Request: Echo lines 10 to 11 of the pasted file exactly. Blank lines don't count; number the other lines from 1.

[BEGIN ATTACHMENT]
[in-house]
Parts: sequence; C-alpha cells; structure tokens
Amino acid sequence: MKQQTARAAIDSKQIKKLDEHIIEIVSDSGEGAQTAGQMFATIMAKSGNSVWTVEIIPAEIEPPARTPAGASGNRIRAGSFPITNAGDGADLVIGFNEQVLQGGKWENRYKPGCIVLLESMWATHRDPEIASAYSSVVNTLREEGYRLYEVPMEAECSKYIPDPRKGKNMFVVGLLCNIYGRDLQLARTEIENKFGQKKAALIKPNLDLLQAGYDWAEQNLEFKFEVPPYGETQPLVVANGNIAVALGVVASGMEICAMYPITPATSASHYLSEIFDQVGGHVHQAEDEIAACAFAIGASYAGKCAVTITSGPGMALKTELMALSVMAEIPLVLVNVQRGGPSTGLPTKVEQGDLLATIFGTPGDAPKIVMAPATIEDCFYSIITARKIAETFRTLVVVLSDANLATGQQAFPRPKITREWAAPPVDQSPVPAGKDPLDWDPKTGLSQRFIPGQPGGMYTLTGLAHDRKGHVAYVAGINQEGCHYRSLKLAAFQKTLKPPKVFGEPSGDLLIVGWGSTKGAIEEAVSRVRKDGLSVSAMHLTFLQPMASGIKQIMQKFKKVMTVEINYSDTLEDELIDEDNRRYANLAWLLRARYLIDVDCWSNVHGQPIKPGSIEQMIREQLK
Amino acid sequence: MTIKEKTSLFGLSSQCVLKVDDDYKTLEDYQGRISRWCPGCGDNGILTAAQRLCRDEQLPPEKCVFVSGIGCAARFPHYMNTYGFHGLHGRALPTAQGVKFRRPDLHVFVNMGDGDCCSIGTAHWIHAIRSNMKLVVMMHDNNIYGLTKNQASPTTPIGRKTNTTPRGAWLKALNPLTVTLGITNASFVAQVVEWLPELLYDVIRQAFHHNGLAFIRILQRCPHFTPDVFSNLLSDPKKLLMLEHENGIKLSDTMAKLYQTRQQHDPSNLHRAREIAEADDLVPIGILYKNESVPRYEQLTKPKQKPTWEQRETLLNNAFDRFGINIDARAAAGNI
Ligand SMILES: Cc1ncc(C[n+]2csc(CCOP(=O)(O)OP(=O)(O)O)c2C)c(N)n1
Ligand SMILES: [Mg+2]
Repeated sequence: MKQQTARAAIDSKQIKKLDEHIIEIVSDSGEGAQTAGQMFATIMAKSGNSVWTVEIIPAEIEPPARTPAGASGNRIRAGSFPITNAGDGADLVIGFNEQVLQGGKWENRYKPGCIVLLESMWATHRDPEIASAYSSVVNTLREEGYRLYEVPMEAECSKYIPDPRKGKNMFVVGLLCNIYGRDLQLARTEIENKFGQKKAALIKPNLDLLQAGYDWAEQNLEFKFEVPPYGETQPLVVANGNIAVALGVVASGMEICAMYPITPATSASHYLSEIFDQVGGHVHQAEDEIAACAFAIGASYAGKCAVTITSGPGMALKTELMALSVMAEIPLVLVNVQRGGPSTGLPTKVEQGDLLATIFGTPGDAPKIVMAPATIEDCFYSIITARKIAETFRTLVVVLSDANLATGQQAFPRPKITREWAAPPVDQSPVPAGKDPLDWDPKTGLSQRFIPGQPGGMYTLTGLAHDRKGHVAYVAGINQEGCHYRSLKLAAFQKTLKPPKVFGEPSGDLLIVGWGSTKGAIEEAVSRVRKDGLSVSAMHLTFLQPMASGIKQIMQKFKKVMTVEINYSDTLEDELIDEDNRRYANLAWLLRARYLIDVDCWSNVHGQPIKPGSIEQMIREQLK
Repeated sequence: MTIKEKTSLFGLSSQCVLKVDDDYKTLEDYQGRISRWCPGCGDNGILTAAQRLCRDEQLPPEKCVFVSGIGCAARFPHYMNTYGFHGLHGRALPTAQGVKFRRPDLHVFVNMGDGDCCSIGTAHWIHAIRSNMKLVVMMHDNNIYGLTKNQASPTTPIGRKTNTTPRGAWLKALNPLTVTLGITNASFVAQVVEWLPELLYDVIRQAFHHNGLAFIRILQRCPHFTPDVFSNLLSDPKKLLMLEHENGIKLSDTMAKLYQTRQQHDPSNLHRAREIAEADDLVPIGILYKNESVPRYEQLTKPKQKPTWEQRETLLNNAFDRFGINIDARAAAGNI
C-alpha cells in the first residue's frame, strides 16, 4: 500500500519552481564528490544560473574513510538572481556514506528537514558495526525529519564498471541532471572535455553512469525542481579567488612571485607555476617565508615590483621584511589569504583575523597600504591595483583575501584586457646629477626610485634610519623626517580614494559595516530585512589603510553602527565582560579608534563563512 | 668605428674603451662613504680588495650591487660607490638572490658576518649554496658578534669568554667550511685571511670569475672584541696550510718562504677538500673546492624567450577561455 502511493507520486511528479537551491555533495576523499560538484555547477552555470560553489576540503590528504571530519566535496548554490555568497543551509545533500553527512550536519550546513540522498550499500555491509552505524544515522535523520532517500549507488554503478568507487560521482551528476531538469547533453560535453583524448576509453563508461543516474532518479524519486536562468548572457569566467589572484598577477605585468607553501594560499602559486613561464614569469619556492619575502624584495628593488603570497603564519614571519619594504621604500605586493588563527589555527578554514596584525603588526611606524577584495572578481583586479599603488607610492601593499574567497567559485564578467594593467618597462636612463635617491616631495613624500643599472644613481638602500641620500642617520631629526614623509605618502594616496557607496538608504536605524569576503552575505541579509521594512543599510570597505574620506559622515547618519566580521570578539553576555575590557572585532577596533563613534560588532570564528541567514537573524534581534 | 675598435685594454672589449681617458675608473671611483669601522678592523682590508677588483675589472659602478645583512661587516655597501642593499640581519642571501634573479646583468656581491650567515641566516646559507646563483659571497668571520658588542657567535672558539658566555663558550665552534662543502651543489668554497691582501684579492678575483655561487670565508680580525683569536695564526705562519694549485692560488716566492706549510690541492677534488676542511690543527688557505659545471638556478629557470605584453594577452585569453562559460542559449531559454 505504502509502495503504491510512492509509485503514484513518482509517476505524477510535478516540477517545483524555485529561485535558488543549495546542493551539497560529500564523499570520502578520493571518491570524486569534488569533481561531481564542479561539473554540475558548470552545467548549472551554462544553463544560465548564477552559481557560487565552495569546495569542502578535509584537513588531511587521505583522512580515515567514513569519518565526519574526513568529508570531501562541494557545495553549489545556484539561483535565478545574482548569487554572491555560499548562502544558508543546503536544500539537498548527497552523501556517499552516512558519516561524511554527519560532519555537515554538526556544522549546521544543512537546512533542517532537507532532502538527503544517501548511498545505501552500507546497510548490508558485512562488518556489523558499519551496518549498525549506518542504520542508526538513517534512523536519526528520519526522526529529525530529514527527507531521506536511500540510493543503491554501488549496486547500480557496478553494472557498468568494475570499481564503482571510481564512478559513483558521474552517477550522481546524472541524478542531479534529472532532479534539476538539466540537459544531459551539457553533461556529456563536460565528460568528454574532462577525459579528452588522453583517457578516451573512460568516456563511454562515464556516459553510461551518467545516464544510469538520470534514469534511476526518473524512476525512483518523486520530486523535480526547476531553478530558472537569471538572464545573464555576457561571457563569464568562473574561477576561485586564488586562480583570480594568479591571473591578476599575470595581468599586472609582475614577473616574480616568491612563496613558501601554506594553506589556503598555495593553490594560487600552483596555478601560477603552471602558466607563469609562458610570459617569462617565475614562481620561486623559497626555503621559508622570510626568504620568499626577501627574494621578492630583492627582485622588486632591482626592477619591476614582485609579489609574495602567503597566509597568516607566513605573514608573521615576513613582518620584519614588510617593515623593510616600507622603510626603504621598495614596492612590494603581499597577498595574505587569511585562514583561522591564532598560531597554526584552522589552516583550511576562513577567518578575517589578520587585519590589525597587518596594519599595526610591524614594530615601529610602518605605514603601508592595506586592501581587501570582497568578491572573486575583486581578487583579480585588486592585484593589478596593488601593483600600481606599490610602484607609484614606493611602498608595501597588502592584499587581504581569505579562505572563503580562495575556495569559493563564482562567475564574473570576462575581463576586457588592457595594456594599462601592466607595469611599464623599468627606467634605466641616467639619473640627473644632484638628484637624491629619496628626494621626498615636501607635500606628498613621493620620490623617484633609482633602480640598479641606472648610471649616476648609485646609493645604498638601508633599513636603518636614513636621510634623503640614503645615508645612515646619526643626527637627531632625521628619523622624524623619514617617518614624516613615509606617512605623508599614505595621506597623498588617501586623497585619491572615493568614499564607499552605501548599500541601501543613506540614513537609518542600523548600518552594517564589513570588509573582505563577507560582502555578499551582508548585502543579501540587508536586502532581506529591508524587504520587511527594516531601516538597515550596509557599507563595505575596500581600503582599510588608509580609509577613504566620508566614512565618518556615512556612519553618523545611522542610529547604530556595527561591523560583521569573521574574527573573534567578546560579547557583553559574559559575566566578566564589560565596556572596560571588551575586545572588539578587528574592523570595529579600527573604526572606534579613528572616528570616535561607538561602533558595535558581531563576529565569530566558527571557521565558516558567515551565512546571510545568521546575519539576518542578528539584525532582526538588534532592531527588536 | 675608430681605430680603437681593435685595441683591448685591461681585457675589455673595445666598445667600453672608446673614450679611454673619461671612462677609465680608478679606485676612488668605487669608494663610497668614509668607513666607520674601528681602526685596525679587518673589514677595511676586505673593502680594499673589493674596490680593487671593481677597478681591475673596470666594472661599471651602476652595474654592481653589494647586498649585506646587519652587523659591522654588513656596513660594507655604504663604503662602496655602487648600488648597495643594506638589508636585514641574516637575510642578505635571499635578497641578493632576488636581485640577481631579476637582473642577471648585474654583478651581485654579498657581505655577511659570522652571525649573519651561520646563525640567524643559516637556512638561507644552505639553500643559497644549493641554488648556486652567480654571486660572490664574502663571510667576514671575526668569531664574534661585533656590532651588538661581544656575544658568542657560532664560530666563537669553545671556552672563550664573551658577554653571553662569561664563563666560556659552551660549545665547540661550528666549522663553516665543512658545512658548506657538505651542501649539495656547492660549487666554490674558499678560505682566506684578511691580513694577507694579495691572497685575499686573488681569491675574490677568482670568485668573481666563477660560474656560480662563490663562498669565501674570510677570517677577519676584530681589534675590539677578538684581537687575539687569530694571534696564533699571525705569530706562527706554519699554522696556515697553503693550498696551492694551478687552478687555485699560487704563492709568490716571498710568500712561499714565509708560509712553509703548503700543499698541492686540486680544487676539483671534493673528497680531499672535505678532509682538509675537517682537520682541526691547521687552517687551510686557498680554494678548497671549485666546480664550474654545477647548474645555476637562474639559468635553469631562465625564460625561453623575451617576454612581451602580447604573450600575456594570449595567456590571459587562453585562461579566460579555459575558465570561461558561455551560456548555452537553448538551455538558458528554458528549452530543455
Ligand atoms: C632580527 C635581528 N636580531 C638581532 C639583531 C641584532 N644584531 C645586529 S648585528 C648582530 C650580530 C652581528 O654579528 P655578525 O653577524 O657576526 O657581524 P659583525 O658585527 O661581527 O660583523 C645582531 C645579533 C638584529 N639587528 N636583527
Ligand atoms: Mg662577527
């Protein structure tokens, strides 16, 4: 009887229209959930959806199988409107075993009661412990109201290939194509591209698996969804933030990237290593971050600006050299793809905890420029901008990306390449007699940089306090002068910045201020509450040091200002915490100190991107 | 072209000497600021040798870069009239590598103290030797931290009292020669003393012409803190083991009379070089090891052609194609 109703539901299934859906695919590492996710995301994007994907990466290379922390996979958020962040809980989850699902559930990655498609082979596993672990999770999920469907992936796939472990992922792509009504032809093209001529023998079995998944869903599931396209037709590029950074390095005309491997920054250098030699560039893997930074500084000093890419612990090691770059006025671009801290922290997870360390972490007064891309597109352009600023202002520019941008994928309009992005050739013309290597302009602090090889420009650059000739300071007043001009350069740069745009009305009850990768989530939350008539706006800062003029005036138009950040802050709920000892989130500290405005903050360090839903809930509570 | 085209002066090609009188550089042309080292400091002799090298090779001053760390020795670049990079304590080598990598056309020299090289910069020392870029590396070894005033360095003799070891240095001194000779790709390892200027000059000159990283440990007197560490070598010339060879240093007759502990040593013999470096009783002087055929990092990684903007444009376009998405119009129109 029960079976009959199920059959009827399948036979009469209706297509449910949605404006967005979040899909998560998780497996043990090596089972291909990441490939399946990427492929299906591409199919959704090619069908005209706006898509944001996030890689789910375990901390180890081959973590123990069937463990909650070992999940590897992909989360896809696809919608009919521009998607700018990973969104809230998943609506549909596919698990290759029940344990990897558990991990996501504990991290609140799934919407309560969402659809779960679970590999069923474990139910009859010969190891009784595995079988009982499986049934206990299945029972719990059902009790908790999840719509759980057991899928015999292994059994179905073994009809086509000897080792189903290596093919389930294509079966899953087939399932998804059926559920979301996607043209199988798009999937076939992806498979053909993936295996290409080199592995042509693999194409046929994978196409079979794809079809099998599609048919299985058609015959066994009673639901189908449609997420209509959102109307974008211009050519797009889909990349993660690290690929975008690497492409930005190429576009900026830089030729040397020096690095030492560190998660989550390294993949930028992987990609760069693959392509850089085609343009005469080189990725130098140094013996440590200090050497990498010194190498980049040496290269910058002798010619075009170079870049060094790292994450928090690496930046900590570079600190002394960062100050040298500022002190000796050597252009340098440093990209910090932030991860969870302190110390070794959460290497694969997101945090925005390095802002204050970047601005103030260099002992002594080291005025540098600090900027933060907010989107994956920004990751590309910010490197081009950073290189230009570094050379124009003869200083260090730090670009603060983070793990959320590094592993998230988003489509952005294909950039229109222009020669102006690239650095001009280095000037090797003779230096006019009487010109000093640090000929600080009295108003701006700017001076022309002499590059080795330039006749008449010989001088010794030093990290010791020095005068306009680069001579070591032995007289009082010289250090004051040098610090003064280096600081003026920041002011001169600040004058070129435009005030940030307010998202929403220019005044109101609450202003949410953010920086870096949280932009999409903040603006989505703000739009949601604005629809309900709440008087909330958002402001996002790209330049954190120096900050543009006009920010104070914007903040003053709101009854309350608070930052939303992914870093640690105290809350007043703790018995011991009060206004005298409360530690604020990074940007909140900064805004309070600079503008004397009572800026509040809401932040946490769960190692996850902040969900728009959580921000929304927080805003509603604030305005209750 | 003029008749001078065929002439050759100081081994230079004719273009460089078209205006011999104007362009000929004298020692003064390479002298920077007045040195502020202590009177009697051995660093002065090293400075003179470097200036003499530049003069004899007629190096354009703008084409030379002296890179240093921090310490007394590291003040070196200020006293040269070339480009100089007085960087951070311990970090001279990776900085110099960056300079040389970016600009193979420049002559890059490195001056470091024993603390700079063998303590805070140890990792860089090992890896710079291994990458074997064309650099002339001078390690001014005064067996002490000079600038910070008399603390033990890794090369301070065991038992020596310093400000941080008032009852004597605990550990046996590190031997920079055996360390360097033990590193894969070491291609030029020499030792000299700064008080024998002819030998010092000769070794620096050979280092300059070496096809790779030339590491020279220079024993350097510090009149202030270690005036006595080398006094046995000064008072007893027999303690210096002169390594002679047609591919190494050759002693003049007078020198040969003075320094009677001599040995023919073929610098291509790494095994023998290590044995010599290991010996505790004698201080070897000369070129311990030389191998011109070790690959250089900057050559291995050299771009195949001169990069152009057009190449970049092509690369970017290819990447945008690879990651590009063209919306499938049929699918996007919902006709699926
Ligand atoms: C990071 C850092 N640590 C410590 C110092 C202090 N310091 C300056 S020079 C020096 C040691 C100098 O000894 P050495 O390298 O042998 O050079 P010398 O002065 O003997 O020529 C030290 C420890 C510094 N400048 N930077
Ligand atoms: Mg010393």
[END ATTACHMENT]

Ligand atoms: C632580527 C635581528 N636580531 C638581532 C639583531 C641584532 N644584531 C645586529 S648585528 C648582530 C650580530 C652581528 O654579528 P655578525 O653577524 O657576526 O657581524 P659583525 O658585527 O661581527 O660583523 C645582531 C645579533 C638584529 N639587528 N636583527
Ligand atoms: Mg662577527